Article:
Vermont Enhancing Farmers Markets with Evaluation Tools

What: Enhancing Farmers’ Markets with Evaluation Tools
When: Monday June 20. 11 am – 2 pm
Where: Vermont Agency of Agriculture Conference Room, 116 State Street, Montpelier, VT
Note: We will provide coffee, tea, and light refreshments
Led by Market Trainer/Researcher Darlene Wolnik, sponsored by NOFA-VT

http://classic.mapquest.com/embed#b/maps/m:map:5:44.259818:-72.584116::::::1:1:::::::::/l::116+State+St:Montpelier:VT:05602-2706:US:44.26122:-72.58032:address::1:::/e

Map of shrinking food deserts in Pittsburgh

this map shows smaller food deserts in the summer, when farmers markets are open. I find the new graduate student focus on farmers markets fascinating. It seems since so many probably grew up with the latest iterations, they assume their longevity. Glad of that.
Not sure its news that food deserts shrink when markets are open. Although, if it helps officialdom realize that we open farmers markets where they are needed, it could help.

I do prefer the Diego Rose (Louisiana Public Health Institute) definition of “food swamps” rather than food deserts to be more descriptive usually. Meaning areas swamped with bad food, rather than no food.

Map

Subway map of food culture

Well this is interesting. Using a subway system, it shows chefs (and one or two activists) who are changing food at the present time and have influenced this current crop (Julia Child, Ruth Reichl). I can believe that this will stir some debate-for example, I know that the one New Orleans chef mentioned here John Besh is probably deserved, but I would say that Donald Link and Stephen Stryjewlski do too for Cochon, Herbsaint and Butcher. And if you are trying to get at the heart of it the local/simple ingredient movement in my city, then Jamie Shannon and/or Susan Spicer need to be mentioned. I am also not sure why Joel Salatin and Will Allen are the only 2 growers that I noticed in here.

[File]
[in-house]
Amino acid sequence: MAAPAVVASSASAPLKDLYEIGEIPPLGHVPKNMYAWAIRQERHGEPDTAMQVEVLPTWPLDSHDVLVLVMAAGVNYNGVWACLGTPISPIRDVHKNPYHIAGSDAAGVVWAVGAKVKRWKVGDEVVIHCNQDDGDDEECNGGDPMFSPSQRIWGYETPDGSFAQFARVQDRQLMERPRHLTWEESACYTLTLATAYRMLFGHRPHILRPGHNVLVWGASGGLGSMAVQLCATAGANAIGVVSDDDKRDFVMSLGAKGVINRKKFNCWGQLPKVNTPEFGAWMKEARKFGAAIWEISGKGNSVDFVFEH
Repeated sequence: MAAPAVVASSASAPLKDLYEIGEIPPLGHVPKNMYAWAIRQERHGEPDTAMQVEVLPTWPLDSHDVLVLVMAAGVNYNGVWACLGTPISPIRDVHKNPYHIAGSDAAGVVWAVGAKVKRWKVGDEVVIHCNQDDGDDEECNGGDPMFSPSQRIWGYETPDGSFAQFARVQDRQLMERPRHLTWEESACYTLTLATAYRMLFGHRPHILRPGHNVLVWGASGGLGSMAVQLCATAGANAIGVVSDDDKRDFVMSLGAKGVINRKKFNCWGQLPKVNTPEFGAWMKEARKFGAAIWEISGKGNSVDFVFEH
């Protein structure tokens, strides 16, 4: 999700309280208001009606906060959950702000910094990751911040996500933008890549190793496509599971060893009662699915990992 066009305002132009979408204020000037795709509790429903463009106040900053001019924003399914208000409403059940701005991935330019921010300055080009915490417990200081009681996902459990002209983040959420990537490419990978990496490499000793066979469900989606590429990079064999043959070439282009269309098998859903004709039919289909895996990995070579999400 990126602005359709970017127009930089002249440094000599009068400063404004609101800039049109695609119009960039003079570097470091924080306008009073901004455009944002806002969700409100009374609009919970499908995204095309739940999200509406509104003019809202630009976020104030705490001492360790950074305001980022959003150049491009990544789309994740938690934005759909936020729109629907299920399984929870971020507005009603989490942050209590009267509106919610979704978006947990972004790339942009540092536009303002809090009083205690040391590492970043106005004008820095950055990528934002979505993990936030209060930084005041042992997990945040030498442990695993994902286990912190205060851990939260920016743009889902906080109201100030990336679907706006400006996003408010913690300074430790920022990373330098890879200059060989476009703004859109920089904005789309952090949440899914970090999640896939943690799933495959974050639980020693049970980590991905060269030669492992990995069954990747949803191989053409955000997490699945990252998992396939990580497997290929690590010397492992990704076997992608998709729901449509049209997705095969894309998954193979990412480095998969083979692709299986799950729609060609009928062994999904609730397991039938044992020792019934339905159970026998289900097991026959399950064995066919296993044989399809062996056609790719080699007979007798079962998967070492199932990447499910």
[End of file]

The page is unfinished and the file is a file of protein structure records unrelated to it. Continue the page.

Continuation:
Map on Huffington Post

Map of flooding effect on farmland

msnbc map

The Mississippi delta and Cajun country of Louisiana are two areas where farmland will be affected quite significantly, but already some Missouri farmers have been flooded in order to save some populated areas. I would think the rural/urban divide is being tested with this crisis and once again, farmers markets may be one of the few bridges that help in the months ahead.